Sunday, February 24, 2013

Expanding my repertoire

This month I tried lots of new recipes out and discovered some new dishes that were wonderfully tasty and easy to prepare.

This Warm New Potato and Smoked Mackerel Salad is very yummy. I think the aim with this dish is to nicely balance the five different tastes (sweet, salty, bitter, sour, umami) and then use the simple contrast of warm and cool to add extra dimension. It's very easy to prepare and made a nice first course but I can see this being a meal all by itself. I didn't have creme fraiche on hand for the creamy dressing, but Greek yoghurt substituted nicely. Also, no horseradish, so added a bit of aioli for a bit of tang.

Another easy meal: mussels. I've never made them at home before because I thought it required a special trip to a place like Diana's Seafood. But there they were, in the grocery store, right beside some salmon fillets. You Tube was a good source for recipes, and I found a great cooking demo that inspired me to steam them with leftover white wine, garlic and top with fresh tomato and Italian seasoning. Served with fresh baguette warmed in the oven. Delicious!

One thing that was reinforced in my culinary adventures this month was how important cuts of meat and poultry are to the success of the meal and the chosen method of preparation.

I had planned a pan-roasted chicken breast with sage-vermouth sauce. When I went to the grocery store, they didn't have chicken breast bone-in, skin on. I thought I could improvise with thin fillets. It was okay, but I think it would have produced far better results with the bone-in. Later in the week I used the pan-roasting technique with some drumsticks: browning first on the stove top and then finishing in the oven. Crispy skin and delicious meat!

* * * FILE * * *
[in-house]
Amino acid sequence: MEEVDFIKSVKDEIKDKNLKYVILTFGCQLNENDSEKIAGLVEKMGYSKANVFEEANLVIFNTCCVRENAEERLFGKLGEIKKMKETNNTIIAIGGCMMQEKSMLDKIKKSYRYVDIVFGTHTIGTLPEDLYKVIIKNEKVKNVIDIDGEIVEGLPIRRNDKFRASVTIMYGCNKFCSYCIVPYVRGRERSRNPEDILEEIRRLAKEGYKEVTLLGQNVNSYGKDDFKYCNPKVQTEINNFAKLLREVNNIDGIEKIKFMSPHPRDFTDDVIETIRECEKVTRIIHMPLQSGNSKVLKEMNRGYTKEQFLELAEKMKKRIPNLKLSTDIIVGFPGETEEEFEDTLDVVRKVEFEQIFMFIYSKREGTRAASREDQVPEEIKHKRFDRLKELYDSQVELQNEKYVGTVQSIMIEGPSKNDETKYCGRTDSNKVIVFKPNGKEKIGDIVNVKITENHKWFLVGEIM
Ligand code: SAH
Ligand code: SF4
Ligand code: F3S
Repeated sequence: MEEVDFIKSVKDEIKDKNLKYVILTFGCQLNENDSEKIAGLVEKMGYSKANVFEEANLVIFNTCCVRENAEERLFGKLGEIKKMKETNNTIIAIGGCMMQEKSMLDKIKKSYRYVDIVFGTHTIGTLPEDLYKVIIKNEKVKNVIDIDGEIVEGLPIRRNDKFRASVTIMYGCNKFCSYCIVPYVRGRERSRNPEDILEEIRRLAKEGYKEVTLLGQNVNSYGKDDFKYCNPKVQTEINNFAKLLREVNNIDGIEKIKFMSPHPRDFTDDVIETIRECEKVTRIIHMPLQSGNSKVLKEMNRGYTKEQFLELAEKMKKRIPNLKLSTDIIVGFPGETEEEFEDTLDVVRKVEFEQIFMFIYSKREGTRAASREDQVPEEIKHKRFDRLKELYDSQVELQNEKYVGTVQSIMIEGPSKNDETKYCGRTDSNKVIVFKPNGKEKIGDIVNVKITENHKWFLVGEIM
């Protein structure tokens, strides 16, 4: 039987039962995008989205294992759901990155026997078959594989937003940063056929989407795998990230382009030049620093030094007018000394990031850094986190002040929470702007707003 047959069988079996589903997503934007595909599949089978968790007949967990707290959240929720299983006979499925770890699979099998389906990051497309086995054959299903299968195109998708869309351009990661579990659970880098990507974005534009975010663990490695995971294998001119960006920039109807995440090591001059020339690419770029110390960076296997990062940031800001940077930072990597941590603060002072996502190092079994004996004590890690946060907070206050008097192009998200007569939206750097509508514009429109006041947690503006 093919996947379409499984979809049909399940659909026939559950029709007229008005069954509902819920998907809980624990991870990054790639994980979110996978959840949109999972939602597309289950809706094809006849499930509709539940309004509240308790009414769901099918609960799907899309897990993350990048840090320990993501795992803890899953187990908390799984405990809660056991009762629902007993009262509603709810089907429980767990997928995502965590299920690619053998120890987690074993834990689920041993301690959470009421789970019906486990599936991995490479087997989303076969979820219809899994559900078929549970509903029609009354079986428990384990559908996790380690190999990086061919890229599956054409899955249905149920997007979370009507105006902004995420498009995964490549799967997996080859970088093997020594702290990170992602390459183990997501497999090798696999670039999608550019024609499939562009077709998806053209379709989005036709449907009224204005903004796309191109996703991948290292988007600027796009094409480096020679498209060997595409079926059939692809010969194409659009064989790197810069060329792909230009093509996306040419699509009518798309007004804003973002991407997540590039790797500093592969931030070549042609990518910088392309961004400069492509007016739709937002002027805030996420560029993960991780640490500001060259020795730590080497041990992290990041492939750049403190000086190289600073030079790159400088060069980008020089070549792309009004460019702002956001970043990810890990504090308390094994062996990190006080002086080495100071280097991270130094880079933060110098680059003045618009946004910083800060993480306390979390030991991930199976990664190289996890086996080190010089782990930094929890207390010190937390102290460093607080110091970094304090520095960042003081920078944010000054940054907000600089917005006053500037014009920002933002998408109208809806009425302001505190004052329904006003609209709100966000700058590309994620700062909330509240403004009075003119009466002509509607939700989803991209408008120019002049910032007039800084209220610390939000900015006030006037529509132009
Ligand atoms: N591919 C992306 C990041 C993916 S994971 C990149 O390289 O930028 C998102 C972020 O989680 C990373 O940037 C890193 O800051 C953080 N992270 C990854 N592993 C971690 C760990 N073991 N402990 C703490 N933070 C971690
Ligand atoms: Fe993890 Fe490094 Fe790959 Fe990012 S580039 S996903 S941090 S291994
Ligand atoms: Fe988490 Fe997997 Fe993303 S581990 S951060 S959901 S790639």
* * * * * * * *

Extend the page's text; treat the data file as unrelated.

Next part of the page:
I'm not quite sure what instigated my craving for roast duck, but my search yielded a recipe in Cook's Illustrated, The New Best Recipe that finished with a port wine glaze. Off to the St. Lawrence Market in search of fresh duck - and I lucked out in finding Muscovy. Usually the frozen kind is Pekin, which Cook's Illustrated warns is quite fatty. Since the Muscovy duck is much leaner, I ended up ditching the original recipe in favour of a whole duck slow roast.

The slow-roasted duck was absolutely beautiful when we took it out of the oven. A rich dark colour. The legs and thighs were moist but the breast itself was a tad overdone. An apple/pear chutney immediately helped address the problem. The next day, the duck was an absolutely delicious snack. 

In the New Best Recipe version, they call for cooking the different cuts for different lengths of time, which is a good solution.  Downside (or upside, depending on your point of view), is that you don't get to carve the bird at the table.

I saved a few ounces of the rendered duck fat for future use. According the the Hungry Mouse, it keeps for months in the fridge and comes in handy. I'll be sure to try some of these soon:
  • Duck fat is a glorious companion to potatoes. 
  • Add duck fat to mashed potatoes instead of butter.
  • Rub a whole chicken’s skin with it before roasting. It’ll add a good, deep flavor to your bird. (A chicken in duck’s clothing? I’ll take it!)
  • Slather it on root veggies and roast with garlic, salt, and pepper.

1 comment:

Annika said...

Funny... I've also been feeling rather inspired this month.. Made numerous new dishes, so now the family is excited to see What's for Dinner? Greek Yogurt is a good substitute for creme fraiche. I've cooked with it numberous times each week this month so I make my own.